For a start, the emphasis on assimilation of huge corpora of facts would preclude, in the crowded eight-week term, any indulgence that did not win the students immediate advantage on their course. The hectic traffic of information, at least in many scientific courses nowadays, seems too precise and too superficial to merit too much pondering. Seven days of immersion into deep issues would be incompatible with a 9 to 5 attitude of merely getting together each day. No, a true reading week would necessitate a complete retreat from daily cares, a chance to think and read and talk at your own pace, or at least a pace not dictated by timetable, syllabus, or the need to catch a bus or meet a friend in a pub. In today's world, or at least in my world and in my biomedical subject area, the whole idea would, I would have thought, been a non-starter. But I was wrong.
It was with some bemusement that I received an invitation from my erstwhile mentor and tutor at St Hilda's College to lead the discussion during one evening of a reading week. I had to provide a reading list of appropriate books on different aspects of a suitable biomedical subject. The girls each then read one entry from the list, in a day or two. When we gathered, each gave a critique of some 20 minutes. And the discussion unfolded from there.
The subject I chose was one that never gets the chance for an airing on biomedical courses, yet is attracting increasing attention and is of increasing relevance: consciousness. Consciousness is of a sufficient intellectual challenge, especially in these multidisciplinary times, to necessitate in-depth thought and much discussion, at a level not the norm in many scientific courses. Here at last I saw the old spirit of Oxford, or indeed any university, coming alive: a desire to get to the bottom of something that belittles a passion just to pass exams. Once again I experienced the sheer joy of free interchange, banter, exasperation, humour, shock, and revelation that can only come when a discussion is unfettered by timing or by constraints on what material should be trafficked. It is what I had originally remained in a university environment for. And yet increasingly, such intellectual excursions are marginalised by a rigid view of education as a crude bartering of facts, a standardised assimilation of specific material for a specific endpoint.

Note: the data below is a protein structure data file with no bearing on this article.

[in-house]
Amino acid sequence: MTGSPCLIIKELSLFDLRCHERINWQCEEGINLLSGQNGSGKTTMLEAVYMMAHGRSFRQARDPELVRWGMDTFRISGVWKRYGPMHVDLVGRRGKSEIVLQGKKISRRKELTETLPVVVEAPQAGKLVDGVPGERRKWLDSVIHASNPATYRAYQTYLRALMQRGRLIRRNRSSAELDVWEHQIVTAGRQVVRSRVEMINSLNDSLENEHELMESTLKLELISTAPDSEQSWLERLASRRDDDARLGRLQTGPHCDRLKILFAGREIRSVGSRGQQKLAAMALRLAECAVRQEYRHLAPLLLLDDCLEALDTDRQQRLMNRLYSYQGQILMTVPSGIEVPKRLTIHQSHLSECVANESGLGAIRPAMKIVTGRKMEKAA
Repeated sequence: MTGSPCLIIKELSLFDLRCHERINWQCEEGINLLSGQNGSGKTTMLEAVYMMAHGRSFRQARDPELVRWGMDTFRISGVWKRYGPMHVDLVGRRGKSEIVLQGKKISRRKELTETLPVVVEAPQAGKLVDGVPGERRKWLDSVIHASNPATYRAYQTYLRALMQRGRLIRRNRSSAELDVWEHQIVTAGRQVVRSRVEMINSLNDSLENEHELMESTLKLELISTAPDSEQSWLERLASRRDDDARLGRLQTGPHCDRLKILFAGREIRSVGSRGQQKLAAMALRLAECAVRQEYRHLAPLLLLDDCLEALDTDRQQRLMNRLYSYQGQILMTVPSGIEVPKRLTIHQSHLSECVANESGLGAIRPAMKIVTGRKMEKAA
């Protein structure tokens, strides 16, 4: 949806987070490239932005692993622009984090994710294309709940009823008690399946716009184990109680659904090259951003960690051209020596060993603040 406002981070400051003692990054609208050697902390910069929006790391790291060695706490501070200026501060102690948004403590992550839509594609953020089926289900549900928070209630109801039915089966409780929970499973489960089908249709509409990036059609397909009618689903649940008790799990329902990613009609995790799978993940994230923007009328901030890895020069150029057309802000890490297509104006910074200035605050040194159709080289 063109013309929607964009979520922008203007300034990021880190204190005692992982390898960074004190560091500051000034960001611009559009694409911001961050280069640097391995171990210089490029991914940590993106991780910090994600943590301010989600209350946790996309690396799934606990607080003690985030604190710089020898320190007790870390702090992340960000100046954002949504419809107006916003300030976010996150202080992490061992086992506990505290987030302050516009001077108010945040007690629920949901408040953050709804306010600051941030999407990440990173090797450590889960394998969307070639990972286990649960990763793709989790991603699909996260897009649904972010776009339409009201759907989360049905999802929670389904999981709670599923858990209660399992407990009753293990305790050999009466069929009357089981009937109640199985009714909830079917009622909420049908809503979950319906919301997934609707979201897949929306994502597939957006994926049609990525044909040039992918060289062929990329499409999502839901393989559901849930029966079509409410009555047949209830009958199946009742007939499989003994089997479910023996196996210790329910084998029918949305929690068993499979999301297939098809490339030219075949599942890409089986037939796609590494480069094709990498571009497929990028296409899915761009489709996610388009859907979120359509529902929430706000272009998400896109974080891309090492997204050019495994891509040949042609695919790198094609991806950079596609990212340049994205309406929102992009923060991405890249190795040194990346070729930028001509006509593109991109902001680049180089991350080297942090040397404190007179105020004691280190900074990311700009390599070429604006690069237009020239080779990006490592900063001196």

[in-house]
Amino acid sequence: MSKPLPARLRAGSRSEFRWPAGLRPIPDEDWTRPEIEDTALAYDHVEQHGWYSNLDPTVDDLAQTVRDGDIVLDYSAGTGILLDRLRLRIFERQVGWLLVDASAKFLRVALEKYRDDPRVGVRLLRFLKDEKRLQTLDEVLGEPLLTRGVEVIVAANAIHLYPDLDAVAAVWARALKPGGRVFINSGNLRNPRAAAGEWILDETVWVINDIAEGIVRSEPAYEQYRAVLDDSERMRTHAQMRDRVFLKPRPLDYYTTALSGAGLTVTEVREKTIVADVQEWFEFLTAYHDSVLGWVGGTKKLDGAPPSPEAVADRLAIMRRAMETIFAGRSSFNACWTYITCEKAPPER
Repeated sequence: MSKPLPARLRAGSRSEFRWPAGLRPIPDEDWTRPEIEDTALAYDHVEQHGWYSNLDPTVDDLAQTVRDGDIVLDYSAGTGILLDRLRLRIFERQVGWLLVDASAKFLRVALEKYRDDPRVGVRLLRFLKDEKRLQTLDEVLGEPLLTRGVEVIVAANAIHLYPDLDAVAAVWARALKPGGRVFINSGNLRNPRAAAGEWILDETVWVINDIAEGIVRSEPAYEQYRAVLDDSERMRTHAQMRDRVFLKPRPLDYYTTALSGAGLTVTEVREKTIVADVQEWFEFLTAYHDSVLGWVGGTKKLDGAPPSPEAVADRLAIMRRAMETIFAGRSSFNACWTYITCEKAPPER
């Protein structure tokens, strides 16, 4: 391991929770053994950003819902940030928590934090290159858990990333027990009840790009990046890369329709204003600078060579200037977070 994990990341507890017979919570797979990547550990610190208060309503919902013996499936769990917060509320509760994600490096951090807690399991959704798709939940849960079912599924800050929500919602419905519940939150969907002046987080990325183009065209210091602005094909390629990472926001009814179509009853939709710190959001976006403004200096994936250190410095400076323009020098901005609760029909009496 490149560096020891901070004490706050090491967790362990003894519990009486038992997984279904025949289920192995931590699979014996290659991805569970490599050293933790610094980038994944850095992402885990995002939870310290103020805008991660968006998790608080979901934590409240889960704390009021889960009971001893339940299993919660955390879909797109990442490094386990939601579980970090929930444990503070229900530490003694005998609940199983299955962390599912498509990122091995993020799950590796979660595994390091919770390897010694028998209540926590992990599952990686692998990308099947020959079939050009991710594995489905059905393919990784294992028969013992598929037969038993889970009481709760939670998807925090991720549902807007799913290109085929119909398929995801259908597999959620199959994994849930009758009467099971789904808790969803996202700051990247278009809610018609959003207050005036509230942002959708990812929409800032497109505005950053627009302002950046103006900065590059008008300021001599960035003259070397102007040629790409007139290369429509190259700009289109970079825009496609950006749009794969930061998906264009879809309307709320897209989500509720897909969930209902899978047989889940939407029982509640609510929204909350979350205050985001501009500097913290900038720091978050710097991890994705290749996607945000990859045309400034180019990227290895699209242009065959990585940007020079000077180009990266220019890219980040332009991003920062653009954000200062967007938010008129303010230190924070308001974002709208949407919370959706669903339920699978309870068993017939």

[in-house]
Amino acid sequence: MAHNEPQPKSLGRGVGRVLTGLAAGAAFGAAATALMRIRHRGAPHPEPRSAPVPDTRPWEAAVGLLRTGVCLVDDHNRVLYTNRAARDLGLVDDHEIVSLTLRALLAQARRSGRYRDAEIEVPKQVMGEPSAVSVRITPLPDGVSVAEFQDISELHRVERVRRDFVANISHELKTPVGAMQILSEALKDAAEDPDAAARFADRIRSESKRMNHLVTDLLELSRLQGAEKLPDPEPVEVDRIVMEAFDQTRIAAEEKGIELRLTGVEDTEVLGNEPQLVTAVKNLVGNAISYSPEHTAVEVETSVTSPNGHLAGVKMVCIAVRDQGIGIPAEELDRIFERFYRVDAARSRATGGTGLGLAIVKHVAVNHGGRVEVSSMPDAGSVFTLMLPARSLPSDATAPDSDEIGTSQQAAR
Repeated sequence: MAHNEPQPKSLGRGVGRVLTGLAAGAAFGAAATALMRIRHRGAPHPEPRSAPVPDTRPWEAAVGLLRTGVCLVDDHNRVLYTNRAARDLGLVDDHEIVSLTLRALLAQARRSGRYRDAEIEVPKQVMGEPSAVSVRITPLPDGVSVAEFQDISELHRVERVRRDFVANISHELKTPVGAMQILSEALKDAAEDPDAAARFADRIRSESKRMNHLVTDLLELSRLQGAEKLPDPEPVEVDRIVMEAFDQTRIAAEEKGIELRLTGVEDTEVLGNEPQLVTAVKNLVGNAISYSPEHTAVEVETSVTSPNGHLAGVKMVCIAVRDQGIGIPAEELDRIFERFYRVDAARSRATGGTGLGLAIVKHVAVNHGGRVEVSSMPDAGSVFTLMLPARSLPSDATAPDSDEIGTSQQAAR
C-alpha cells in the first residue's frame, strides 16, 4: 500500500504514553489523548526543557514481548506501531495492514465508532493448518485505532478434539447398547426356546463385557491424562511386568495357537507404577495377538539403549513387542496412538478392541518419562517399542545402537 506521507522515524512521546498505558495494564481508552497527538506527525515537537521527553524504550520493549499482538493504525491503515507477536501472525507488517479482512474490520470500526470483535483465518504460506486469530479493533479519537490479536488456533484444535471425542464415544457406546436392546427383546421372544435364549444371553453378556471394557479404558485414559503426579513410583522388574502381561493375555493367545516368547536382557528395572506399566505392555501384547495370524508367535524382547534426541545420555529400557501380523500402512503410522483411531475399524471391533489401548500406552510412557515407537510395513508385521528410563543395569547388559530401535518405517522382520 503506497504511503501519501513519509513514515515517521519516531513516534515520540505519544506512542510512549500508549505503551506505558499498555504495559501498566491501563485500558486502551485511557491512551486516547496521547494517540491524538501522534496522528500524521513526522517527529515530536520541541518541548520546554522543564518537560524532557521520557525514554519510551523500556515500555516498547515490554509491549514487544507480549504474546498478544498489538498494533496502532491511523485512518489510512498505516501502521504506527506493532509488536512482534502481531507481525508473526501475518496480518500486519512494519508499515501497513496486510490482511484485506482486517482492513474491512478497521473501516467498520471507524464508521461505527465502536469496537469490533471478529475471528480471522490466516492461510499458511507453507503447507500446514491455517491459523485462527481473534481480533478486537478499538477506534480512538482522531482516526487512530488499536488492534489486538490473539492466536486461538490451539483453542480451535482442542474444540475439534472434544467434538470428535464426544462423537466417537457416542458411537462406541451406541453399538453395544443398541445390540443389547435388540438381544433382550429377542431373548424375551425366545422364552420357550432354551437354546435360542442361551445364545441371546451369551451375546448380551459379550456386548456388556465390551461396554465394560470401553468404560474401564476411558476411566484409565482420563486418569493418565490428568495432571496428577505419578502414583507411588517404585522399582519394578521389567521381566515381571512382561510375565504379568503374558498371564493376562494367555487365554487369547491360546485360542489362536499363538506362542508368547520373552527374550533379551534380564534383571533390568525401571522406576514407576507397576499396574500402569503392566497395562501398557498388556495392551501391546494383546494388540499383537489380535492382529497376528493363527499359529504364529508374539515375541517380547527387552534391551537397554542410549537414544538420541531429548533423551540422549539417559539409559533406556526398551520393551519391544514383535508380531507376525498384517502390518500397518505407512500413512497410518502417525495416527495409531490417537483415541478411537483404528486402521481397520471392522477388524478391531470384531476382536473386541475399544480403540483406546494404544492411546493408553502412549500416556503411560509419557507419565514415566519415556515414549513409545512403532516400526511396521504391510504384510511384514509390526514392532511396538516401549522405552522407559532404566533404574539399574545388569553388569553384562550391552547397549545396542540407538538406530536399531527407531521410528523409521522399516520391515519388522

What about the problem with time? Well, the enthusiasm was such that the girls returned to Oxford a week early. There was also the potential problem of space: where to site such an event? It says a lot for the dedication of the tutor in question that everyone was accommodated, and the whole project operated, from her house. This issue in itself would harken back to a Golden Age, where academics really cared about their students, and sacrificed vast chunks of their private lives and time in realising such schemes. But then, the tutor in question is, unfortunately, exceptional. That said, institutions richer than St Hilda's might be able to provide the resources for escaping somewhere for a reading week that did not entail encroachment on one's family. Or the Government, so keen on Education, Education, Education, might consider some grant scheme for students and tutors alike to sit back, take breath, and savour once again the pure joy of scholarship.
As I left at gone midnight, after six hours of intense talk, my brain cells felt that they had been taken to some sort of advanced cerebral aerobics class. But then they have grown less than agile when it comes to thinking on their feet. As I flounder in HEFCE audits for teaching and research, reviews of core syllabuses, peer reviews and the general angst of running a university lab in the late 20th century, I wonder how much we may be missing the point.
The writer is professor of pharmacology at Oxford University.Reuse content